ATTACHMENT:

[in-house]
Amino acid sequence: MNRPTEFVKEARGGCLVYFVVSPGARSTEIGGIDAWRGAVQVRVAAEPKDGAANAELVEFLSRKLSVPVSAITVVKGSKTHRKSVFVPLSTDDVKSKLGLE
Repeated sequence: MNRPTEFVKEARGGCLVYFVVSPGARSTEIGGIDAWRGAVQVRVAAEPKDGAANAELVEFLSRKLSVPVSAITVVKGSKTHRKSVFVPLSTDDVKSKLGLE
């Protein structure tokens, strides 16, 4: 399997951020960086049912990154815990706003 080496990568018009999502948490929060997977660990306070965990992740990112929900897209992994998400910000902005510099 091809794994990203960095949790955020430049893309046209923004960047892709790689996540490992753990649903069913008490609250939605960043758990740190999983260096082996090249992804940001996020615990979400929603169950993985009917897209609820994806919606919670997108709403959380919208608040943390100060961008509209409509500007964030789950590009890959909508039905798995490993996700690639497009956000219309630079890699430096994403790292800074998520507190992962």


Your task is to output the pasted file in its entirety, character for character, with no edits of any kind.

[in-house]
Amino acid sequence: MNRPTEFVKEARGGCLVYFVVSPGARSTEIGGIDAWRGAVQVRVAAEPKDGAANAELVEFLSRKLSVPVSAITVVKGSKTHRKSVFVPLSTDDVKSKLGLE
Repeated sequence: MNRPTEFVKEARGGCLVYFVVSPGARSTEIGGIDAWRGAVQVRVAAEPKDGAANAELVEFLSRKLSVPVSAITVVKGSKTHRKSVFVPLSTDDVKSKLGLE
């Protein structure tokens, strides 16, 4: 399997951020960086049912990154815990706003 080496990568018009999502948490929060997977660990306070965990992740990112929900897209992994998400910000902005510099 091809794994990203960095949790955020430049893309046209923004960047892709790689996540490992753990649903069913008490609250939605960043758990740190999983260096082996090249992804940001996020615990979400929603169950993985009917897209609820994806919606919670997108709403959380919208608040943390100060961008509209409509500007964030789950590009890959909508039905798995490993996700690639497009956000219309630079890699430096994403790292800074998520507190992962």